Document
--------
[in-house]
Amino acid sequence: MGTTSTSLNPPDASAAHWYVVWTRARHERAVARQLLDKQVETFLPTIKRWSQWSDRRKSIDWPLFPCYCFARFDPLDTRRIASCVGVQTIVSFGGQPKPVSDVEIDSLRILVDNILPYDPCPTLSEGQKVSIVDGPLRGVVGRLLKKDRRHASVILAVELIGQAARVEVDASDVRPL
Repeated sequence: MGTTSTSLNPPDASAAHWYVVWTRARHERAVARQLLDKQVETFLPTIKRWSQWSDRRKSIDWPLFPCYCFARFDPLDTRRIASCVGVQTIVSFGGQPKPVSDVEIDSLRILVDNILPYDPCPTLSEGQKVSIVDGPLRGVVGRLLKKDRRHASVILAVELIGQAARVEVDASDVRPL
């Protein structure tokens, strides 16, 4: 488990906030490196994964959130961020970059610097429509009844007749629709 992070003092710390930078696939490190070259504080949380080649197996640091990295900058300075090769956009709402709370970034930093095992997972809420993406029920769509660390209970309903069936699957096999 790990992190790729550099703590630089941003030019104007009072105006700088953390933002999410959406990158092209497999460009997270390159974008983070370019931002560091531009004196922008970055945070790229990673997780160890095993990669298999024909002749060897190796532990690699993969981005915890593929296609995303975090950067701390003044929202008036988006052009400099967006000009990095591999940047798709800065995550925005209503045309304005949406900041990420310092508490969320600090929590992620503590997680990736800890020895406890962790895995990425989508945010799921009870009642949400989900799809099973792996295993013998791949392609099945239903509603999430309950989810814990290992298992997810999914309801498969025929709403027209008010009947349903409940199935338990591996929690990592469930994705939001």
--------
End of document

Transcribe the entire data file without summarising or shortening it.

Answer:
[in-house]
Amino acid sequence: MGTTSTSLNPPDASAAHWYVVWTRARHERAVARQLLDKQVETFLPTIKRWSQWSDRRKSIDWPLFPCYCFARFDPLDTRRIASCVGVQTIVSFGGQPKPVSDVEIDSLRILVDNILPYDPCPTLSEGQKVSIVDGPLRGVVGRLLKKDRRHASVILAVELIGQAARVEVDASDVRPL
Repeated sequence: MGTTSTSLNPPDASAAHWYVVWTRARHERAVARQLLDKQVETFLPTIKRWSQWSDRRKSIDWPLFPCYCFARFDPLDTRRIASCVGVQTIVSFGGQPKPVSDVEIDSLRILVDNILPYDPCPTLSEGQKVSIVDGPLRGVVGRLLKKDRRHASVILAVELIGQAARVEVDASDVRPL
């Protein structure tokens, strides 16, 4: 488990906030490196994964959130961020970059610097429509009844007749629709 992070003092710390930078696939490190070259504080949380080649197996640091990295900058300075090769956009709402709370970034930093095992997972809420993406029920769509660390209970309903069936699957096999 790990992190790729550099703590630089941003030019104007009072105006700088953390933002999410959406990158092209497999460009997270390159974008983070370019931002560091531009004196922008970055945070790229990673997780160890095993990669298999024909002749060897190796532990690699993969981005915890593929296609995303975090950067701390003044929202008036988006052009400099967006000009990095591999940047798709800065995550925005209503045309304005949406900041990420310092508490969320600090929590992620503590997680990736800890020895406890962790895995990425989508945010799921009870009642949400989900799809099973792996295993013998791949392609099945239903509603999430309950989810814990290992298992997810999914309801498969025929709403027209008010009947349903409940199935338990591996929690990592469930994705939001």